They almost always have other patents in the family filed in jurisdictions of far more importance to them. In short, they are going to pay more attention to patents in other jurisdictions.
They can afford to file their patent family in a number of jurisdictions, the majority of which are more problematic and expensive than Australia. In short, they are relatively price insensitive.
If they have a history of filing patents then they expect Australia to be a relatively straightforward jurisdiction. I have heard one US attorney describe Australia as the “no worries” jurisdiction as it always seemed to be possible to fix any issue without too many consequences for the client. In short, they don’t need to pay too much attention to their Australian patents.
There are exception to these points of course. For some clients in the agricultural space, the Australian market is incredibly significant and these clients will be far more active in obtaining and asserting their patents and attacking competitors. Similarly, there are certain key patents a large company may pay more attention to. There are other exceptions and I might discuss them in other posts.
In general however, if a patent attorney firm performs above a certain threshold, then it is not worth moving the work. The incremental benefits of following a rainmaker, or pursuing a cheaper option, are simply not enough to justify ending a long standing and painless relationship. In fact, in-house legal groups of multinationals will often not bother to entertain the prospect of a visit or pitch from a competing firm, in the same way I often don’t bother to answer the phone to a telemarketer.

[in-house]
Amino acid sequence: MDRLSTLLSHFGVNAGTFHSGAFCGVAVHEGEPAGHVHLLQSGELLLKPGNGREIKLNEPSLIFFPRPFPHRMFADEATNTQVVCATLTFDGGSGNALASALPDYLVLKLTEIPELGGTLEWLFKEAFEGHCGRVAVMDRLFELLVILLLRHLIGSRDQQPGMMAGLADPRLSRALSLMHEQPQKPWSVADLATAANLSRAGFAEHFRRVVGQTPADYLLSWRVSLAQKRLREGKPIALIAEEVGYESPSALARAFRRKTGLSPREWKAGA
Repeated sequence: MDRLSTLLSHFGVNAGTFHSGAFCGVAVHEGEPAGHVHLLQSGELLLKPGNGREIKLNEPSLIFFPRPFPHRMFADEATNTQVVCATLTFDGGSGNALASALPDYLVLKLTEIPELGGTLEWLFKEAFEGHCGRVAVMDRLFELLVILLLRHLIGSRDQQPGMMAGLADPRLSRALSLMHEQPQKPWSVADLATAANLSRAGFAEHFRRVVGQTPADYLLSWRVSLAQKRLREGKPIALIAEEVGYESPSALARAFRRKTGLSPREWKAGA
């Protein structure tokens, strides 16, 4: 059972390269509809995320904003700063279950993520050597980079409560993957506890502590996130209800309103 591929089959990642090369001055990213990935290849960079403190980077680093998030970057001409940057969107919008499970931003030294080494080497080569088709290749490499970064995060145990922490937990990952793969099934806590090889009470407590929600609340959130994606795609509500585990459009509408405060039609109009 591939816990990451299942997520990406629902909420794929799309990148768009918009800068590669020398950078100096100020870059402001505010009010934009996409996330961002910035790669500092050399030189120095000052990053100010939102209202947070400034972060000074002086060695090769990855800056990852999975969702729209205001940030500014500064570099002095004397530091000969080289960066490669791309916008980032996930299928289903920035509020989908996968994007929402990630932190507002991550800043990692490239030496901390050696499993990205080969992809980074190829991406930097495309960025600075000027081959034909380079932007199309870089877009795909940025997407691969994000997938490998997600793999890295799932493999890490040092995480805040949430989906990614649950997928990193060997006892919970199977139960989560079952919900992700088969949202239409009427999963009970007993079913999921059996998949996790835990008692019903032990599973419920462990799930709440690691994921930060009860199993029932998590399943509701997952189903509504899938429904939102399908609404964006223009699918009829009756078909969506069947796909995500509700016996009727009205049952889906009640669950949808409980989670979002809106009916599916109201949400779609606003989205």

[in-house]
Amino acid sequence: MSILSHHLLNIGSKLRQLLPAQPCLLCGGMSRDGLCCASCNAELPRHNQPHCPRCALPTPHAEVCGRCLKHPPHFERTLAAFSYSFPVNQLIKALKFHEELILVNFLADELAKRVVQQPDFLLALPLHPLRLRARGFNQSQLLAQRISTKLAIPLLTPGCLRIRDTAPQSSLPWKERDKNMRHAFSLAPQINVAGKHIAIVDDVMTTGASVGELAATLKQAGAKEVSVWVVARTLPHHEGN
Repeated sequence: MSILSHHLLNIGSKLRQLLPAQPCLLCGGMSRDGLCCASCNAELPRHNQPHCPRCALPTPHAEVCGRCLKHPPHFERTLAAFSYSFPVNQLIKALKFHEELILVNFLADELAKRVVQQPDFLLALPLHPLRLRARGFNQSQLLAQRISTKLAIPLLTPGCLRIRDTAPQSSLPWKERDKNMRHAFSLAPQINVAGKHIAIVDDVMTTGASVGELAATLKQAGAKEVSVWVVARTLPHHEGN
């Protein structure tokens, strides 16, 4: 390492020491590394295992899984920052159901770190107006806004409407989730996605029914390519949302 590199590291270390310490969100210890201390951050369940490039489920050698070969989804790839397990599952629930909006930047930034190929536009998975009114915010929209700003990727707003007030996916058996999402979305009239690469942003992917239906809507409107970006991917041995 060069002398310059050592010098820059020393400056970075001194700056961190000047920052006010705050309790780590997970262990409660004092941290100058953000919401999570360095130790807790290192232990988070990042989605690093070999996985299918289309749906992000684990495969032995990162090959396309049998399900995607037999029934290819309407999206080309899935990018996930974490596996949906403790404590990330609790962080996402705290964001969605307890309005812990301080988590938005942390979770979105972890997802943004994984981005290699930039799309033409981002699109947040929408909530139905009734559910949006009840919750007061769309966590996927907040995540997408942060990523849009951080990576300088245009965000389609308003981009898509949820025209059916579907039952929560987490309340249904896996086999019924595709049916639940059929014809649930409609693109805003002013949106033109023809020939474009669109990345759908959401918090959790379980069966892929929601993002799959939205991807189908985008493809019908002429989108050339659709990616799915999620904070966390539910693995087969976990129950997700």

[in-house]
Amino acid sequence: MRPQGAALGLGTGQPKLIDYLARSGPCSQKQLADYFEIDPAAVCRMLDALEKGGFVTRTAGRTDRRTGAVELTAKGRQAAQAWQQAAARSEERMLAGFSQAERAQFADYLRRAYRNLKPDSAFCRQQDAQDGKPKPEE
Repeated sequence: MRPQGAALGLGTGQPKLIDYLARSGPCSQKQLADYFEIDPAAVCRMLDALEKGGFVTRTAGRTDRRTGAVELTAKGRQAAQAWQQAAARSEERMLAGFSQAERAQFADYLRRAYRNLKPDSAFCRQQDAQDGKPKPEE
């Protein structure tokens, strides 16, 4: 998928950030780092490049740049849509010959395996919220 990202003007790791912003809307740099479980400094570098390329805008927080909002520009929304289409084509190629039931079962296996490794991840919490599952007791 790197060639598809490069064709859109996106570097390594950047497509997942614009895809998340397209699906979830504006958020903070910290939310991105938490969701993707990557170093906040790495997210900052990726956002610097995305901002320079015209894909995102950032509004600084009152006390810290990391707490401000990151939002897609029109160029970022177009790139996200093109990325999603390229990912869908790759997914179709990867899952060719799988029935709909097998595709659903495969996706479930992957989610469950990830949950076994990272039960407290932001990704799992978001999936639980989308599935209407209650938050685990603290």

So what are the factors that mean a multinational will move firms? There are many firms who have high profile patent attorneys known for their expertise and experience and upon who their clients tend to rely for important decisions (every firm would say that they have a number of these). There are also examples of these high profile attorneys leaving their firm and taking significant clients with them. The patent attorney firm Houlihan2 was formed in just such a move. However, I have rarely seen this happen when the firm has consistently fostered a firm wide relationship with the client. Similarly, multinationals do go to tender although in practice this is often used to drive down an incumbent’s prices. I have also seen large clients move, or at least consolidate their work in exceptional circumstances, such as when a patent attorney firm acts for them in a “bet the farm” litigation.
From a business development perspective then, the difficulty is not keeping your large multinational clients, it is gaining new ones. And if there is not overall growth in the market, then devising ways to pitch to multinationals becomes more important. That’s a point outside the scope of the present posts but one I want to explore in the future.
This post provides a perspective on why the overseas corporate clients of large patent attorney firms tend to be sticky. It also provides a rationale for why patent attorney firms may be more corporate than other professional firms. In my next post, I intend to look at the other source of overseas originating patent filings – that is patent attorney firms in other jurisdictions, who we usually refer to as “foreign associates”.